DCs express numerous pattern recognition receptors (PRR) that recognize conserved pathogen-associated molecular patterns (Figdor et al., 2002; Janeway & Medzhitov, 2002). One family of PRR consists of C-type lectins that recognize specific carbohydrates on pathogens and on self-antigens, and play a role in antigen uptake and cell–cell adhesion (Figdor et al., 2002). One of the C-type lectins expressed on DCs is DC-Specific ICAM-3-Grabbing Nonintegrin (DC-SIGN) or CD 209, which recognizes high-mannose glycans as well as fucose-containing antigens on a variety of viruses, bacteria, parasites and self-antigens (Geijtenbeek et al., 2002; Geijtenbeek & van Kooyk, 2003). DC-SIGN has many functions on DC for activation of immune responses.
Knowledge of host cell receptors and immune responses to Leptospira remains limited and, in particular, reports of the interaction between Leptospira and DCs are lacking. As Leptospira are known to expose carbohydrates on their surface, this study examined the involvement of DC-SIGN as a recognition receptor for Leptospira. Also, we studied the consequences on DC function of interaction with Leptospira.
Materials and methods
Bacterial strains and culture
Leptospira interrogans serovar Autumnalis L-643 and BL-6 strains were isolated from a patient who died from leptospirosis and from a patient who recovered from leptospirosis after treatment, respectively. These isolates were collected from Regional Hospital, Loi province, Thailand, and passaged <10 times before use. Leptospira interrogans serovar Pyrogenes 2317 was collected from a wild rat and subsequently cultured until it became avirulent. These strains were kindly provided by the Department of Veterinary Medicine, Royal Thai Army-Armed Forces Research Institute for Medical Science (AFRIMS). The virulence of these stains was tested by injection of 0.5 × 108 cells mL−1 leptospires into a group of 4-week-old specific pathogen-free hamsters (4 SPF/group) and clinical symptoms were observed. Injection of the virulent strain resulted in death after 5 days whereas the avirulent strain did not induce disease. The serogroup of these strains was confirmed by serotyping by WHO, Australia. The reference L. interrogans and Leptospira biflexa (Table 1) were kindly provided by the Reference Collection of the National Institute of Animal Health (NIAH), Department of Livestock Development, Ministry of Agricultural and Cooperatives, Thailand, and by the National Institute of Health, Department of Medical Sciences, Ministry of Public Health, Thailand. Leptospires were grown in liquid Ellinghausen McCullough–Johnson–Harris (EMJH) medium supplemented with 3% rabbit serum at 30 °C (Ellinghausen & McCullough, 1965) to a density of about 108 bacteria mL−1. These reference leptospires were washed three times with phosphate-buffered saline (PBS) pH 7.2 to eliminate rabbit serum background and killed with 2% paraformaldehyde before use as whole-cell antigens. Salmonella typhimurium ATCC 131 lot 841 was cultured in LB broth.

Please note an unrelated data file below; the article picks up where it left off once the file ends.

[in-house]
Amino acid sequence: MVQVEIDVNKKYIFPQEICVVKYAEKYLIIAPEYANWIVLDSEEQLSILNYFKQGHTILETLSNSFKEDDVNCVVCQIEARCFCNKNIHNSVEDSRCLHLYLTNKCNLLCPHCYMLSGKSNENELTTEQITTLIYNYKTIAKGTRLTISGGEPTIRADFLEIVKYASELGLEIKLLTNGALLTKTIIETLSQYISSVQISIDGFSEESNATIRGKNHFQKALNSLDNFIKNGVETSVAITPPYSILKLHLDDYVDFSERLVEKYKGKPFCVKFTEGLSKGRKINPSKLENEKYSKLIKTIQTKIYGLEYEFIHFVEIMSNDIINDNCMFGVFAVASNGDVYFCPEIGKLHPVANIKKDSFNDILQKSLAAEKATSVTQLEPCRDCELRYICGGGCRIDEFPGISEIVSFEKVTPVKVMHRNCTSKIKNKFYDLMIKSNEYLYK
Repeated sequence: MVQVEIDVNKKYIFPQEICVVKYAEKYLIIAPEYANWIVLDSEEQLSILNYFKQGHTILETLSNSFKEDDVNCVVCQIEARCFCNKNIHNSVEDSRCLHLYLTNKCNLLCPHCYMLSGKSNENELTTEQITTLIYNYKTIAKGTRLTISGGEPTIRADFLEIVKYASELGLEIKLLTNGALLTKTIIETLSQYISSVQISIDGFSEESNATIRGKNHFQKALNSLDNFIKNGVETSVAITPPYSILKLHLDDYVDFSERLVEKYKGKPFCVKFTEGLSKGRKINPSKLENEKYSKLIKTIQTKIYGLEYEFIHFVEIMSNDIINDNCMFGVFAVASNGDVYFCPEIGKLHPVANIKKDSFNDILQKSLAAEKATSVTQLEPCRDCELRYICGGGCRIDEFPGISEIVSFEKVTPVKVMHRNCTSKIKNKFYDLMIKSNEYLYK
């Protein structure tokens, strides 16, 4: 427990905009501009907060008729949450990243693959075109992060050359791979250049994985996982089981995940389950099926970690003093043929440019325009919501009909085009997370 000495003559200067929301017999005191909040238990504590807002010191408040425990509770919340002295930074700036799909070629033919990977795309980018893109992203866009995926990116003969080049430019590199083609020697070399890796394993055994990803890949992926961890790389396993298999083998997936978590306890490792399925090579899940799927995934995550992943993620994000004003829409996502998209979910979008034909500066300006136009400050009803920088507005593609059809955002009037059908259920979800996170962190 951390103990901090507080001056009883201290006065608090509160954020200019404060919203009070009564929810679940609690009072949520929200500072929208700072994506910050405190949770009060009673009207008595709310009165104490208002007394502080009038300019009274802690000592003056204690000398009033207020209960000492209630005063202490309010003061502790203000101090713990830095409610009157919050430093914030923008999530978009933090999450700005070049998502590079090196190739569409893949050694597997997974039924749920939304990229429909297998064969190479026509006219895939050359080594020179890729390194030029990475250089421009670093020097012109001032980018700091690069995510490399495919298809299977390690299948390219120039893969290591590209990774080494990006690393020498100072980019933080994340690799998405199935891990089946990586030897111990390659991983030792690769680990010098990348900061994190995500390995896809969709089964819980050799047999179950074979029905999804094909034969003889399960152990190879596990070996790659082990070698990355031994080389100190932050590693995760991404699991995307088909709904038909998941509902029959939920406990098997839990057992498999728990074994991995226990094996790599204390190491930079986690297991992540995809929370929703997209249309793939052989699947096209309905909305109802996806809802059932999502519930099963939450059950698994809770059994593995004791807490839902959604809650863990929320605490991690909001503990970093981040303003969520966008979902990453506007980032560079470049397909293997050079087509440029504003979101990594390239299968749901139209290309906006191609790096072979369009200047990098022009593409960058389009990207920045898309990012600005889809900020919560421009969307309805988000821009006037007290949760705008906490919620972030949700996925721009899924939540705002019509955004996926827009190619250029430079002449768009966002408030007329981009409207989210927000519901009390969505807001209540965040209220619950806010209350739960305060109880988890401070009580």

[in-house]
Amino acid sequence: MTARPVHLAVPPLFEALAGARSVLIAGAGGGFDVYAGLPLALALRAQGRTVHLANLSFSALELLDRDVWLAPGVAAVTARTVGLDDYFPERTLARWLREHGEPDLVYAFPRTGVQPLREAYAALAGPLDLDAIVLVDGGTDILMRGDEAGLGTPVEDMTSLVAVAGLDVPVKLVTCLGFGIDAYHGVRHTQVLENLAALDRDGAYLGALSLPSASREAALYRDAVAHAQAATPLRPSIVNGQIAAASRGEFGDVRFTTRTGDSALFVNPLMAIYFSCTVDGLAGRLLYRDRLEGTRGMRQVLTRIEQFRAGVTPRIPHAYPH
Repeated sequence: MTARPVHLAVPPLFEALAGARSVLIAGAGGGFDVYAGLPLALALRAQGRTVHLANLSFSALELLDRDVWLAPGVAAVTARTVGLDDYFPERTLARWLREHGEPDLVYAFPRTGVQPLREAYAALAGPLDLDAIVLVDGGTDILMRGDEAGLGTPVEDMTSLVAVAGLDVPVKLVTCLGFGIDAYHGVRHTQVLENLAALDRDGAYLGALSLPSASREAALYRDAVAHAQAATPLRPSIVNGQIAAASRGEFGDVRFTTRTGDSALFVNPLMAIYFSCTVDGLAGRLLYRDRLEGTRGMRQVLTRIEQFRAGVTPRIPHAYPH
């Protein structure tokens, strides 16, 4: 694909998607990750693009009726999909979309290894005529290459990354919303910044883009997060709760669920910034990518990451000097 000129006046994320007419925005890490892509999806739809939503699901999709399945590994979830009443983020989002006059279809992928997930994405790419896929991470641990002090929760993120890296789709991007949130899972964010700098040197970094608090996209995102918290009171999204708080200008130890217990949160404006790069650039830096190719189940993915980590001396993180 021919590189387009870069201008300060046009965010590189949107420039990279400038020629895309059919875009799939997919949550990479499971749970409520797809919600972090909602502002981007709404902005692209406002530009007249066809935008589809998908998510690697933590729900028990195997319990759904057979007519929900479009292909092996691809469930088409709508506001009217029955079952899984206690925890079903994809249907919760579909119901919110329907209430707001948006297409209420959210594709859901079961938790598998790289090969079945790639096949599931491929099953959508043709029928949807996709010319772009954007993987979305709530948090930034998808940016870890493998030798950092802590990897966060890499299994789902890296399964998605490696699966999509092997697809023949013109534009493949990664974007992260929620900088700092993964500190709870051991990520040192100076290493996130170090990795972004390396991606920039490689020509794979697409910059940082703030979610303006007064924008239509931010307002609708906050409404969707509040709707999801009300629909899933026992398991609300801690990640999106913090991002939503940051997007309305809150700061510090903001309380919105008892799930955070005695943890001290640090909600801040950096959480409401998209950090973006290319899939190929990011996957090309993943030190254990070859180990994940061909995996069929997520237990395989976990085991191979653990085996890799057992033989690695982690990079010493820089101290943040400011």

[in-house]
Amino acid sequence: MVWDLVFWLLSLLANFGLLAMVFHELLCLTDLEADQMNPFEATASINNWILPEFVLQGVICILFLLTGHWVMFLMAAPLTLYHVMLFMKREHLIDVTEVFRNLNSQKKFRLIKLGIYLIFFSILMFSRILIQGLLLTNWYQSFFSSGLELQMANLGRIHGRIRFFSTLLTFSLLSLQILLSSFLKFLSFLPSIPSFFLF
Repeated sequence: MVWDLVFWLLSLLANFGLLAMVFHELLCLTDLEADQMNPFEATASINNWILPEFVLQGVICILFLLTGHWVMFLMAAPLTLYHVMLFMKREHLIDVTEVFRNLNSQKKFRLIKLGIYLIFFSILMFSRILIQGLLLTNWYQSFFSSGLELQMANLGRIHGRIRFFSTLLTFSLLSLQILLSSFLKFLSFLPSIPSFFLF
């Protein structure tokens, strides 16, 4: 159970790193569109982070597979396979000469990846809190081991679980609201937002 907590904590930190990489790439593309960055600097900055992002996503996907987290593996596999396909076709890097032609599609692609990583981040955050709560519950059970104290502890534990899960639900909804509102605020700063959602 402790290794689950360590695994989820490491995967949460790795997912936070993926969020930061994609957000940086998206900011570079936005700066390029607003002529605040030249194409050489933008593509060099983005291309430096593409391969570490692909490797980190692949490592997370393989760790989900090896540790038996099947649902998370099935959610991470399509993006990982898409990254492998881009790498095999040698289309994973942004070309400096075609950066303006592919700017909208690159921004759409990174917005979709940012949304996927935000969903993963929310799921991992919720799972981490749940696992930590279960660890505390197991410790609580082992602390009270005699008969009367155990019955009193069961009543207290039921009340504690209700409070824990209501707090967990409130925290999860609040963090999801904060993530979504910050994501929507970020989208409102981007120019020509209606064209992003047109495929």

|Pyrogenes 2317 vi||+++||−||−||++||−||−||++|
|Pyrogenes 2317 avi||+++||+||−||+++||+||−||+++|
The following biotinylated lectins (Vector Laboratories) with defined carbohydrate specificities were used: concanavalin A (ConA), Dolichos biflorus (DBA), peanut agglutinin (PNA), Ricinus communis agglutinin (RCA120), soybean agglutinin (SBA), wheat germ agglutinin (WGA) and Ulex europaeus agglutinin (UEA1). Killed leptospires (107 cells) were coated onto a Maxisorp plate (Nunc), biotinylated lectin was added and binding was detected with alkaline phosphatase-conjugated streptavidin (Southern Biotechnology).
Soluble DC-SIGN-Fc adhesion assay
Binding to soluble DC-SIGN was analyzed using DC-SIGN-Fc in an enzyme-linked immunosorbent assay (ELISA)-based assay as described previously (Geijtenbeek et al., 2000a, b, c). In brief, killed leptospires (107 cells) were coated onto a Maxisorp plate, and subsequently, wells were treated with 5% skimmed milk, incubated with soluble DC-SIGN-Fc and binding was detected with peroxidase-conjugated goat anti-mouse immunoglobulin. Where indicated, DC-SIGN-Fc was preincubated with 50 μg mL−1 mannan (Sigma) for 20 min at room temperature. Mannan (100 ng mL−1) was coated and used as a positive control whereas buffer was used as a negative control.